“What is a week-end?” As the humorous line in British series Downton Abbey reminds us, the Industrial Revolution brought about more than machines: it fundamentally altered how society perceived time on a mass level.

Weekends came into existence. It was the start of clocking in and clocking out — of living by a clock with a degree of intensity the world had never seen. With trains came schedules, and with schedules came the notion of being on time to the specific second and minute and hour and day.

Put simply, time has undergone broad societal change before. Our dedication to clocks has arguably risen alongside the Internet, social media, and the immediacy they inspire. However, we’ve been running along the same path since the Industrial Revolution. Until, perhaps, now. That path has forked.

Time has lost its usual parameters. The way we used to demarcate it, measure it, and live by it, has shifted. We don’t leave our houses at 7:15 am and walk into offices at 8:00 am and pick kids up from school at 3:15 pm and make sure those kids have eaten before their soccer games at 6:00 pm. Yes, we still have Zoom calls, and we’re far more likely to agree on meetings at 1:15 pm than “sometime after lunch,” but on a broad level, society no longer lives by the clock with the same acerbic intensity.

That, in it of itself, is monumental. It reminds us that perspectives are fluid, and that when living inside our lives, we can become prisoners of those perspectives. Time is everywhere, always, so it’s easy to think it has one identity, but it has always been relative. We’ve all experienced the passing of an hour doing something we love versus something we dislike. Week-long vacations feel like they’re over five minutes later, and crises that last only minutes feel like weeks. 2020 has exacerbated this awareness of relativity. We do not know when we will again live by our clocks, so we live right here, right now, in our bubbles. The best way I’ve seen this described is by French philosopher François Hartog, who has coined the concept “presentism,” as Fortune discusses in the article, “It’s not your imagination—the pandemic has thoroughly upended our relationship to time.”

As Hartog explains, presentism “‘is the sense that only the present exists, a present characterized at once by the tyranny of the instant and by the treadmill of an unending now.’” Or, as Paul Simon would say, time is “slip sliding away.” When we live for the immediate now, every day can feel the same, devoid of visions for the future. Time can feel like it’s sliding out from beneath our feet. Where did the time go? Why does March 2020 feel like a different year? The fact that American culture has experienced a decade’s worth of change in mere months just adds to this extreme disorientation. So, what can we do?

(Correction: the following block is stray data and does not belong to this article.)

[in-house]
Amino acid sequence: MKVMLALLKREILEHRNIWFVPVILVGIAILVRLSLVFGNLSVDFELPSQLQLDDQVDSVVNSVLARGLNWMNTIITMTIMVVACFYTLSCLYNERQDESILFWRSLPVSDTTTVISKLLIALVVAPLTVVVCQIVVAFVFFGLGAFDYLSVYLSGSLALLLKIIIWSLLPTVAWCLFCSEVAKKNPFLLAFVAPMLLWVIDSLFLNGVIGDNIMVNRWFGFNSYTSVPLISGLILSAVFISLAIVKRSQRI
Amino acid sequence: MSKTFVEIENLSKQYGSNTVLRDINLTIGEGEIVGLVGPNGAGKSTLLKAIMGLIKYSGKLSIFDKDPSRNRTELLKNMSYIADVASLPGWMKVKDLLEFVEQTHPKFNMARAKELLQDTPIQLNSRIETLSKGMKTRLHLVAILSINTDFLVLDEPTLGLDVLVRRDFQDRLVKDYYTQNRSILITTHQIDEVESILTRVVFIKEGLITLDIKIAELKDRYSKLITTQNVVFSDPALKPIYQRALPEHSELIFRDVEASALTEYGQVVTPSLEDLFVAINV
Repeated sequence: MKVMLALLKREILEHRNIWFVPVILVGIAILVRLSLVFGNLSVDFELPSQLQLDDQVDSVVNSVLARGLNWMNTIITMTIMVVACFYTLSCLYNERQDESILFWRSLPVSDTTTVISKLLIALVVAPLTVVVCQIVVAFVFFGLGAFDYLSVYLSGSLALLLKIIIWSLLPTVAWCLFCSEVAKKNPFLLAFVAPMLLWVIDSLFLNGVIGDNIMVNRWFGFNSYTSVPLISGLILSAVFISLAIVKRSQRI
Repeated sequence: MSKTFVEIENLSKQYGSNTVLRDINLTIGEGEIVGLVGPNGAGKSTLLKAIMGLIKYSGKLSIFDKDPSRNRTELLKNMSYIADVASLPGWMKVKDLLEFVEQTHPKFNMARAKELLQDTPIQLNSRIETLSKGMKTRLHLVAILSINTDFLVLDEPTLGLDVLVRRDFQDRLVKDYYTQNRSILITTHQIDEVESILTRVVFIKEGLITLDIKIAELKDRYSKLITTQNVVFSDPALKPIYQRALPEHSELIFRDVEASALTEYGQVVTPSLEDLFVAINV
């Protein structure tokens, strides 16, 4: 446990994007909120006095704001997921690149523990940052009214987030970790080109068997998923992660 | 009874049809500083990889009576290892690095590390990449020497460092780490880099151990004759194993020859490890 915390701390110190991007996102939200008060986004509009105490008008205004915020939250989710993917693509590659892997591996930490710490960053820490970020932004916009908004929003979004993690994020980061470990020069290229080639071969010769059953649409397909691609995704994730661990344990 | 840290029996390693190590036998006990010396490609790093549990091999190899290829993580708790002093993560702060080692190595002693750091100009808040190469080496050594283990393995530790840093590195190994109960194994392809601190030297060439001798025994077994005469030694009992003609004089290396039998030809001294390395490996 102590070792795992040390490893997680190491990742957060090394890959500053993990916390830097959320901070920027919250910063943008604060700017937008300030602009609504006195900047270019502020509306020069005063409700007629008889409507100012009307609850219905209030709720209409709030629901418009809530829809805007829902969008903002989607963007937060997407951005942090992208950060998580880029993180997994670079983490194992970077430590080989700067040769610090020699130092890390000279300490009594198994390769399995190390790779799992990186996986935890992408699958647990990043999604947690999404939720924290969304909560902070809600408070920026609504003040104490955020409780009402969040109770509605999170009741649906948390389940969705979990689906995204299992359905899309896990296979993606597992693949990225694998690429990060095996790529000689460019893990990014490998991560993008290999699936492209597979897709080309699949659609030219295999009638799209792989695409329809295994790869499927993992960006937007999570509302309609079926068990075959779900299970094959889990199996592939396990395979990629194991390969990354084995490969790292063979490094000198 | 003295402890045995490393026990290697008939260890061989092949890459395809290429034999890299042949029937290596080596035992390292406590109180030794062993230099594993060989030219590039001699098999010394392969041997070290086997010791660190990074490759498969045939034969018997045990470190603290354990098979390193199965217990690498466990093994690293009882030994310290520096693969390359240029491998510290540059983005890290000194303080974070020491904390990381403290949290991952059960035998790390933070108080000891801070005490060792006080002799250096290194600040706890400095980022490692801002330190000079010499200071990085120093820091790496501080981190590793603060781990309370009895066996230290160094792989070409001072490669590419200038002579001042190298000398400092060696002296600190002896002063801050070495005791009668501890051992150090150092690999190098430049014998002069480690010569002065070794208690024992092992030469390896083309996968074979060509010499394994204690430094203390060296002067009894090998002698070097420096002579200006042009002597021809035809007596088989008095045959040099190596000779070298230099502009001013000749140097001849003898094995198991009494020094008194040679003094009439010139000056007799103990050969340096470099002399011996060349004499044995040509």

Remember perspective is everything. Weekends haven’t always existed. People used to agree to meet at sunset, not 7:15 pm. Look to the Industrial Revolution. Look to see how they grappled with the shift in time, from relying on the sun to relying on the clock. It’s easy to feel overwhelmed by the decade of change we’ve experienced in months because we believe each event is a decade-defining event. That’s based upon our past, and our perspectives, and our beliefs. But consider this: the ancient Egyptians did not experience significant change in society whatsoever for hundreds of years. The rate of societal change is always increasing, and has always been relative.

Einstein told us time is not linear, and if it is not linear, we cannot understand it as some straight, simple line with clear starts and stops and hours that always feel like hours. Whether time is, indeed, linear or not, it is certainly fluid, with our perspectives — our realities — defining time more than time defines itself. Someday, the pandemic will be over, and life will take on a new sense of normalcy. We get to determine what that looks like. 2020 has thrown our relationship with time under the spotlight. It can be disorienting and difficult, but it’s also an incredible opportunity to examine one’s own life in relation to the clock, as well as society’s relationship with time at large. Perhaps the way we lived before worked better for you. Perhaps it didn’t. Either way, you get to choose. Time does not control us. Our perspectives do. Don’t let yours imprison you.

As seen on (Real Leaders)